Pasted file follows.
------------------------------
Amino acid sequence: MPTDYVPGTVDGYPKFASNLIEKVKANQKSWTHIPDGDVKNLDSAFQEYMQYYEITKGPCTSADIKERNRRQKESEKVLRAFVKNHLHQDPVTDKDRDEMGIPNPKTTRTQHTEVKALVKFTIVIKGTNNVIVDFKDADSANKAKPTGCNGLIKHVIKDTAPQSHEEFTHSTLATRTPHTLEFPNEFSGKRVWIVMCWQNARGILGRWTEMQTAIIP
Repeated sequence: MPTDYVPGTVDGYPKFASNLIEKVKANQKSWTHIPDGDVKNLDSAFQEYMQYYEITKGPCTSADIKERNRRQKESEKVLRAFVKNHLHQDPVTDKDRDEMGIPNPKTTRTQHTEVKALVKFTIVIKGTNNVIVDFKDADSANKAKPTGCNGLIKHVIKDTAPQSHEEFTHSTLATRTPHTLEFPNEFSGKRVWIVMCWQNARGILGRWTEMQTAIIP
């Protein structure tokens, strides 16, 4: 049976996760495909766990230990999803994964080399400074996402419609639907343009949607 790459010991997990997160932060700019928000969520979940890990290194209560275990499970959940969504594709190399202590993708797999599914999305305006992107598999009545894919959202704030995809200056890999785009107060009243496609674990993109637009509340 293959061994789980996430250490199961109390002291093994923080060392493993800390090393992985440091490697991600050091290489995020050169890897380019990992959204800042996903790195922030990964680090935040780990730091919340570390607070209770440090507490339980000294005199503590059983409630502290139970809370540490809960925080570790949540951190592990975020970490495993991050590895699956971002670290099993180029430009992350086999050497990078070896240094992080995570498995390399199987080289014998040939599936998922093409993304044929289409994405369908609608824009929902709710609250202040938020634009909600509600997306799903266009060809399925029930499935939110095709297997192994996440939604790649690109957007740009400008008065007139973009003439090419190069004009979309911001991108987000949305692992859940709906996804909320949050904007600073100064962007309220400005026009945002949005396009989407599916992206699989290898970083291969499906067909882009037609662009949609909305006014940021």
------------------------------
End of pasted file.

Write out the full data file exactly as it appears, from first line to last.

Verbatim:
Amino acid sequence: MPTDYVPGTVDGYPKFASNLIEKVKANQKSWTHIPDGDVKNLDSAFQEYMQYYEITKGPCTSADIKERNRRQKESEKVLRAFVKNHLHQDPVTDKDRDEMGIPNPKTTRTQHTEVKALVKFTIVIKGTNNVIVDFKDADSANKAKPTGCNGLIKHVIKDTAPQSHEEFTHSTLATRTPHTLEFPNEFSGKRVWIVMCWQNARGILGRWTEMQTAIIP
Repeated sequence: MPTDYVPGTVDGYPKFASNLIEKVKANQKSWTHIPDGDVKNLDSAFQEYMQYYEITKGPCTSADIKERNRRQKESEKVLRAFVKNHLHQDPVTDKDRDEMGIPNPKTTRTQHTEVKALVKFTIVIKGTNNVIVDFKDADSANKAKPTGCNGLIKHVIKDTAPQSHEEFTHSTLATRTPHTLEFPNEFSGKRVWIVMCWQNARGILGRWTEMQTAIIP
């Protein structure tokens, strides 16, 4: 049976996760495909766990230990999803994964080399400074996402419609639907343009949607 790459010991997990997160932060700019928000969520979940890990290194209560275990499970959940969504594709190399202590993708797999599914999305305006992107598999009545894919959202704030995809200056890999785009107060009243496609674990993109637009509340 293959061994789980996430250490199961109390002291093994923080060392493993800390090393992985440091490697991600050091290489995020050169890897380019990992959204800042996903790195922030990964680090935040780990730091919340570390607070209770440090507490339980000294005199503590059983409630502290139970809370540490809960925080570790949540951190592990975020970490495993991050590895699956971002670290099993180029430009992350086999050497990078070896240094992080995570498995390399199987080289014998040939599936998922093409993304044929289409994405369908609608824009929902709710609250202040938020634009909600509600997306799903266009060809399925029930499935939110095709297997192994996440939604790649690109957007740009400008008065007139973009003439090419190069004009979309911001991108987000949305692992859940709906996804909320949050904007600073100064962007309220400005026009945002949005396009989407599916992206699989290898970083291969499906067909882009037609662009949609909305006014940021």